Why bad­ger culling must re­main a core el­e­ment in TB erad­i­ca­tion drive

Irish Independent - Farming - - FRONT PAGE - Peter Hynes,

One of the most wor­ry­ing com­mit­ments in the new Pro­gramme for Gov­ern­ment is the pro­posal to phase out bad­ger culling as part of the TB pro­gramme.

The very men­tion of a TB out­break will send shiv­ers down the spine of any live­stock farmer.

We certainly know the im­pact on our farm. In 2014 as we geared up for the re­moval of EU quo­tas, we faced into our yearly TB herd test with the usual anx­i­ety as we loaded the crush with the first 10 cows.

“Clear, clear, clear,” said our vet Bren­dan but then we had two TB re­ac­tors in the first row. An hour later, my wife Paula had to drive into the ve­teri­nary office for more brass tags as Bren­dan had run out.

Ev­ery TB re­ac­tor is tagged with a num­bered brass tag iden­ti­fy­ing it for slaugh­ter. That fate­ful day in 2014 when we had 32 re­ac­tors will live with us for­ever. As those cows left the farm for the slaugh­ter­house we stood on the tree-lined drive­way shed­ding tears.

But when the go­ing gets tough, get proac­tive and proac­tive we got with the help of fan­tas­tic De­part­ment of Agri­cul­ture vets.

Blood test­ing of many cows com­bined with a bad­ger cull un­der li­cence from the De­part­ment even­tu­ally got us to a point where our herd was TB-free.

The herd has re­mained clear since thanks to this team ap­proach to con­trol­ling the dreaded dis­ease. Bad­ger culling is at the fore­front of that con­trol pro­gramme.

Yet I can see why so many peo­ple are op­posed to bad­ger culling. Culling be­gan in 1989 and be­came main­stream in 2002, with ap­prox­i­mately 110,000 bad­gers culled since

and no huge de­crease in the rate of TB in­fec­tion.

The cur­rent rate is around 4pc na­tion­ally, with hotspot ar­eas which are badly af­fected.

Sci­ence and re­search has evolved since 2002, with vac­cines for bad­gers be­com­ing avail­able. These show prom­ise.

But proceeding with cau­tion has to be a pri­or­ity with such a deadly dis­ease. I re­cently spoke to a De­part­ment vet who has 30 years’ ex­pe­ri­ence in TB con­trol.

To date in 2020 he has man­aged the li­censed snar­ing of over 300 bad­gers, 100 of which were vac­ci­nated, with the re­main­der culled.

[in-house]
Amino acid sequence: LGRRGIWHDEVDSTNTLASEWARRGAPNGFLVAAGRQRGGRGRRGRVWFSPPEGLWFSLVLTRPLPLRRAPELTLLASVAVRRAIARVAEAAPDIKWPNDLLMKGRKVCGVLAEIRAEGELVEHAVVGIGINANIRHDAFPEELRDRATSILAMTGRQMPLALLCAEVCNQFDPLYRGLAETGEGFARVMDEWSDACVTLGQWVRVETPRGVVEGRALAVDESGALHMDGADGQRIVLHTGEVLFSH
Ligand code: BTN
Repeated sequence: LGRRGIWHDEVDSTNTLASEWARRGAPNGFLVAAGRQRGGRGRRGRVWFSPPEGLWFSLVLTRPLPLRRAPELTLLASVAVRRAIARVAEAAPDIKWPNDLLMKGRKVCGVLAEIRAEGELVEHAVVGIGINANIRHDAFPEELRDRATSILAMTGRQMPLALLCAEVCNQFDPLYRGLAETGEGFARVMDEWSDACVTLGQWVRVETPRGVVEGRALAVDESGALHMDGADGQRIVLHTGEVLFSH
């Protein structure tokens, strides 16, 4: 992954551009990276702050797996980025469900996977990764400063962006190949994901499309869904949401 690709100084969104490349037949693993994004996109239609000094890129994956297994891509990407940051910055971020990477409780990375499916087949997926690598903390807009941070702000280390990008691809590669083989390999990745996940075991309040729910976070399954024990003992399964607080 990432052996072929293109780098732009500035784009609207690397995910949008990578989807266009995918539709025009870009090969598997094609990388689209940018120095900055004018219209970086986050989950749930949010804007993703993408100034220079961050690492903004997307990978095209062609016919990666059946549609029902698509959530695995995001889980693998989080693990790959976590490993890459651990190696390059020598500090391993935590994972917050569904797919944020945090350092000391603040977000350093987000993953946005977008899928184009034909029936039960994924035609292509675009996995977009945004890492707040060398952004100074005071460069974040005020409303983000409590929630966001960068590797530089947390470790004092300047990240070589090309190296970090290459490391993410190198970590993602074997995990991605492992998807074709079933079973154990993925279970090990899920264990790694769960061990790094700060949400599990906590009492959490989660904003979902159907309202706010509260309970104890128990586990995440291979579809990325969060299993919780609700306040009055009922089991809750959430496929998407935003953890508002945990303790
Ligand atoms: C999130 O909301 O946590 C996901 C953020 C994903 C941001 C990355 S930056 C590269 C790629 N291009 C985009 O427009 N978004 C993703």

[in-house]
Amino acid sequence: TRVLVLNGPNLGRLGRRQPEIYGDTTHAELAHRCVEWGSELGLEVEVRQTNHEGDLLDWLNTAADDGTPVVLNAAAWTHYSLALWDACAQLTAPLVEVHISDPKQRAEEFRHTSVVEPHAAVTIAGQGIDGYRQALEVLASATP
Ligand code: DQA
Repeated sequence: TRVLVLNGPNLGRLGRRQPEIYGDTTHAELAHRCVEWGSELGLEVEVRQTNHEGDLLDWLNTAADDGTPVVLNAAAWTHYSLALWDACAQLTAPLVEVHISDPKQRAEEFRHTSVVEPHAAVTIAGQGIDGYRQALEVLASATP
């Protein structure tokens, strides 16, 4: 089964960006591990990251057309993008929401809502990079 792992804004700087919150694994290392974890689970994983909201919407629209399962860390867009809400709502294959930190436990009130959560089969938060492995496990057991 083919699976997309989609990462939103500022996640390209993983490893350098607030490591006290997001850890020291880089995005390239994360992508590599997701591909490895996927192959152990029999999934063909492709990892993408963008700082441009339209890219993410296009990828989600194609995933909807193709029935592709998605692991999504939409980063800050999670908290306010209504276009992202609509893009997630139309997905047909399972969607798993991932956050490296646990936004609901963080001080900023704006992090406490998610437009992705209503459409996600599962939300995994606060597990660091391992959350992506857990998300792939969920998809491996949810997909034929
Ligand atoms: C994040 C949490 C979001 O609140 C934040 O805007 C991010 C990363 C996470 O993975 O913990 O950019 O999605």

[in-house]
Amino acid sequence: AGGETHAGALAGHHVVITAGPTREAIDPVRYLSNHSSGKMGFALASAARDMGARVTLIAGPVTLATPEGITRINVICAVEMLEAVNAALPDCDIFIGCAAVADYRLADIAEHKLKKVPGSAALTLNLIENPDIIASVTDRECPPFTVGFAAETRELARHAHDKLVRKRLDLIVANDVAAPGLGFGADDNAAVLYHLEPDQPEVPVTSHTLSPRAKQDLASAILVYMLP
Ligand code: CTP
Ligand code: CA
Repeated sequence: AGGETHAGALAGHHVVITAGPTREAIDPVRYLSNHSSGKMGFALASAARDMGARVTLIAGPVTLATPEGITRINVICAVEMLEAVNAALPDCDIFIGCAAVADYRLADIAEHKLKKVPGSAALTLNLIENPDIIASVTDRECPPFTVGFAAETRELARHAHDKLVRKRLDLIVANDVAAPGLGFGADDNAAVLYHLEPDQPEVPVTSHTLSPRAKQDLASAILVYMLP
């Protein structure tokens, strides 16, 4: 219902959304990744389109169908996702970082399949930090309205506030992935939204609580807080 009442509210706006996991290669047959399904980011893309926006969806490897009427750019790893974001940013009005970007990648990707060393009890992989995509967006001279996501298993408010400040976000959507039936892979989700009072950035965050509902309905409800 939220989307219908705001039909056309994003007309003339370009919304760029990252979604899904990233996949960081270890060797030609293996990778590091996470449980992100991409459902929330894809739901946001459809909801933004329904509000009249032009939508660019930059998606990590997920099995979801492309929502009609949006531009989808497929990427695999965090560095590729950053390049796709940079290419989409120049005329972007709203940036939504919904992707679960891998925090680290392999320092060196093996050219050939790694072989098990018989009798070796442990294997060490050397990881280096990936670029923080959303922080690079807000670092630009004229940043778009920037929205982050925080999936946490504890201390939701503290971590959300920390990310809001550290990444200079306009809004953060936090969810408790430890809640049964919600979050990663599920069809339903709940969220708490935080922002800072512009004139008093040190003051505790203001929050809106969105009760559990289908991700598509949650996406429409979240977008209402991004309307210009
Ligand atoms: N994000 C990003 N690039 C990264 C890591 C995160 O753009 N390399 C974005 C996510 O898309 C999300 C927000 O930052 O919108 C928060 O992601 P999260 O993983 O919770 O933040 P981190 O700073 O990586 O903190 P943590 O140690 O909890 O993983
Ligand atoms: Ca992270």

He as­sured me that you will al­ways know when a snared bad­ger needs to be culled as it will show vis­i­ble signs of ill health, so in many ways bad­ger culling en­sures a healthy pop­u­la­tion of bad­gers while tack­ling the bovine TB prob­lem.

EU fund­ing for TB erad­i­ca­tion is di­min­ish­ing as the EU budget must pro­vide for con­trol of other diseases, but it is promis­ing to see the De­part­ment com­mit €1 bil­lion to TB erad­i­ca­tion over the next decade with an am­bi­tious new pro­gramme.

Tri­als are tak­ing place in Kilkenny where bad­gers are be­ing tested for TB prior to be­ing culled or vac­ci­nated. If this sys­tem is to be suc­cess­ful it will re­quire more man­power.

Be­fore vac­ci­nat­ing in any area, the rec­om­men­da­tion is to re­duce bad­ger num­bers to one per 1.5 sq km. Each bad­ger is then mi­cro-chipped, recorded and vac­ci­nated, and a min­i­mum of four to five years is re­quired be­fore im­mu­nity will be achieved due to the fact that off­spring will also need vac­ci­nat­ing.


Com­pen­sa­tion is a con­tentious is­sue for farms, but a solid erad­i­ca­tion pro­gramme has to be the main aim with some in­creased test­ing, re­duced move­ment of live­stock from TB hotspots, along­side con­trolled wildlife man­age­ment.

Once we get to a stage where out­breaks of TB on farms are re­duced, there should be scope to then pos­si­bly look at in­creas­ing com­pen­sa­tion to farms.

With the De­part­ment con­fi­dent it can erad­i­cate TB within the next 10 years, any at­tempt to phase out culling would jeop­ar­dise a key part of the €1bn pro­gramme to fi­nally erad­i­cate this dis­ease.

Car­ri­ers: Bad­ger culling and vac­ci­na­tion is an es­sen­tial el­e­ment in the bat­tle to erad­i­cate bovine TB from the na­tional herd

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